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PokerCoaching Quiz: Playing An Overpair In A Three-Bet Pot

by Card Player News Team |  Published: Mar 23, 2022


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Key Concept: Playing An Overpair In A Three-Bet Pot

You are eight-handed in a $5,000 buy-in online tournament. You have 80,735 chips with the blinds at 250-500 when a player in early position raises to 1,100. It folds to you in the hijack with pocket queens.

Question 1: Should you fold, call, three-bet to 3,200, or three-bet to 3,800?

Answer: Calling is a viable option only when you know for certain that the UTG+1 player is overly tight. Against everyone else, you should three-bet with the vast majority of your best hands for value. While you are somewhat deep stacked, 3,800 is too large of a bet from in position, making 3,200 the best size.

You three-bet to 3,200 and only the initial raiser calls. The flop comes JClub Suit 10Heart Suit 2Club Suit and your opponent checks.

Question 2: Should you check, bet 2,200, bet 4,600, or bet 7,200?

Answer: If this were a cash game where you do not especially mind if you get stacked, you should bet almost every time. In a tournament though, you should at least consider checking back because the jack and ten on the board connect well with your opponent’s range. Notice that your opponent can potentially have all the nut hands that beat your Q-Q. If you get check-raised, you cannot fold, but at the same time, you could easily be drawing to two outs with your entire stack on the line.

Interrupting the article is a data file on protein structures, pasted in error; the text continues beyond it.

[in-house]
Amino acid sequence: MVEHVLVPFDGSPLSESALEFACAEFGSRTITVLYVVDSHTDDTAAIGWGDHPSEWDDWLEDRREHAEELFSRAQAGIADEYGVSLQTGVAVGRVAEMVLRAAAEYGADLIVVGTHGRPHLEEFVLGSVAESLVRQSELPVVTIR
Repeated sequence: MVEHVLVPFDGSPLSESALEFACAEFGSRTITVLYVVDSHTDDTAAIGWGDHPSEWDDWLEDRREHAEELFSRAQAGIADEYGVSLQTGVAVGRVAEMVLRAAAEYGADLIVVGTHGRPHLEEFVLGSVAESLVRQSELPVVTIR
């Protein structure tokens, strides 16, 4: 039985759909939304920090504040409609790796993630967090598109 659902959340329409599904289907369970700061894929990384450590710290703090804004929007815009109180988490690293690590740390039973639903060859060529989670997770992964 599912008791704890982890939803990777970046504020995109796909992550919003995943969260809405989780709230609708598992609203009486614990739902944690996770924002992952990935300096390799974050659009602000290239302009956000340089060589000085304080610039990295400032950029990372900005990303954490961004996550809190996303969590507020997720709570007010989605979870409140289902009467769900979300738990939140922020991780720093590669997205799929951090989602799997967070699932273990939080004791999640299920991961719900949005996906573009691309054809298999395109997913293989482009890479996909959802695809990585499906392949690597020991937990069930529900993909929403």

The prudent choice is to check behind in order to sidestep a potential set up situation in exchange for giving up a little value.

You elect to check. The turn is the 7Spade Suit and your opponent makes a pot-sized bet of 7,650.

Question 3: Should you fold, call, re-raise to 22,500, or go all-in?

Answer: Once you check behind on the flop, you should call any turn bet. Your opponent will often value bet with many jacks, and will at least consider bluffing with hands that have little-to-no showdown value. When you beat all the bluffs and some of the value bets, folding it out of the question.

Facing a large turn bet, raising does not make sense because again, if you are against a better hand, you want to minimize your losses. 

You elect to call. The river is the QHeart Suit and your opponent checks.

Question 4: Should you check, bet 8,000, bet 16,000, or bet 24,000?

Answer: With this lucky queen on the river, you now have a hand strong enough to bet for value. Considering your opponent’s range, there are plenty of strong hands that would call a decent bet.

Overbetting for 24,000 is ill-advised because it will force many of your opponent’s marginal hands like a jack or ten to fold. Betting 8,000 will induce lots of calls, but with your newfound hand strength, you can likely get more value with a bigger bet. 16,000 is the best bet to make because it will likely get called by a wide range of your opponent’s likely marginal made hands.

You bet 16,000 and your opponent calls, revealing a flopped set of deuces. While you could have extracted more value from this exact hand on the river, you did well to not get all of the money in on an earlier betting round when you were drawing thin.

For access to more than 1,200 interactive poker hand quizzes just like this, but in video format, visit PokerCoaching today.